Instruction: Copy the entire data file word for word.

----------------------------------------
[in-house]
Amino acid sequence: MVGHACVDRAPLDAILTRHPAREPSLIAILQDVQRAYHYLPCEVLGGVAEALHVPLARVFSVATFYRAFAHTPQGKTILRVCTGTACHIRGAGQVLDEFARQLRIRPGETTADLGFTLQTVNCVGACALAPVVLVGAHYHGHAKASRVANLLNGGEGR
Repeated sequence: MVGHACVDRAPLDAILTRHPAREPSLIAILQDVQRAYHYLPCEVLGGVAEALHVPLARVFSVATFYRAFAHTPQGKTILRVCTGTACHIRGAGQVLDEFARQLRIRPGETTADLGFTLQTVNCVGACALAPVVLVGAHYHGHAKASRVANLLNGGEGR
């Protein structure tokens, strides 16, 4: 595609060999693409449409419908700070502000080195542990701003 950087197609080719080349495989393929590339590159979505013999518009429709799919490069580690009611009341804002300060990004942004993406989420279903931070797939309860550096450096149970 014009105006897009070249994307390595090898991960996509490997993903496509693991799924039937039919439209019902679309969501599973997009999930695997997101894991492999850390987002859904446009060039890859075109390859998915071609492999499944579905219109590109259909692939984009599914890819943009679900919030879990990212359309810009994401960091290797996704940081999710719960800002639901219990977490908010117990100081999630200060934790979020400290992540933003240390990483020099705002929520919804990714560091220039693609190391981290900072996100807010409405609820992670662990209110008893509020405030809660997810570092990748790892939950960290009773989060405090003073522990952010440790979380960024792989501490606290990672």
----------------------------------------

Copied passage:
[in-house]
Amino acid sequence: MVGHACVDRAPLDAILTRHPAREPSLIAILQDVQRAYHYLPCEVLGGVAEALHVPLARVFSVATFYRAFAHTPQGKTILRVCTGTACHIRGAGQVLDEFARQLRIRPGETTADLGFTLQTVNCVGACALAPVVLVGAHYHGHAKASRVANLLNGGEGR
Repeated sequence: MVGHACVDRAPLDAILTRHPAREPSLIAILQDVQRAYHYLPCEVLGGVAEALHVPLARVFSVATFYRAFAHTPQGKTILRVCTGTACHIRGAGQVLDEFARQLRIRPGETTADLGFTLQTVNCVGACALAPVVLVGAHYHGHAKASRVANLLNGGEGR
């Protein structure tokens, strides 16, 4: 595609060999693409449409419908700070502000080195542990701003 950087197609080719080349495989393929590339590159979505013999518009429709799919490069580690009611009341804002300060990004942004993406989420279903931070797939309860550096450096149970 014009105006897009070249994307390595090898991960996509490997993903496509693991799924039937039919439209019902679309969501599973997009999930695997997101894991492999850390987002859904446009060039890859075109390859998915071609492999499944579905219109590109259909692939984009599914890819943009679900919030879990990212359309810009994401960091290797996704940081999710719960800002639901219990977490908010117990100081999630200060934790979020400290992540933003240390990483020099705002929520919804990714560091220039693609190391981290900072996100807010409405609820992670662990209110008893509020405030809660997810570092990748790892939950960290009773989060405090003073522990952010440790979380960024792989501490606290990672």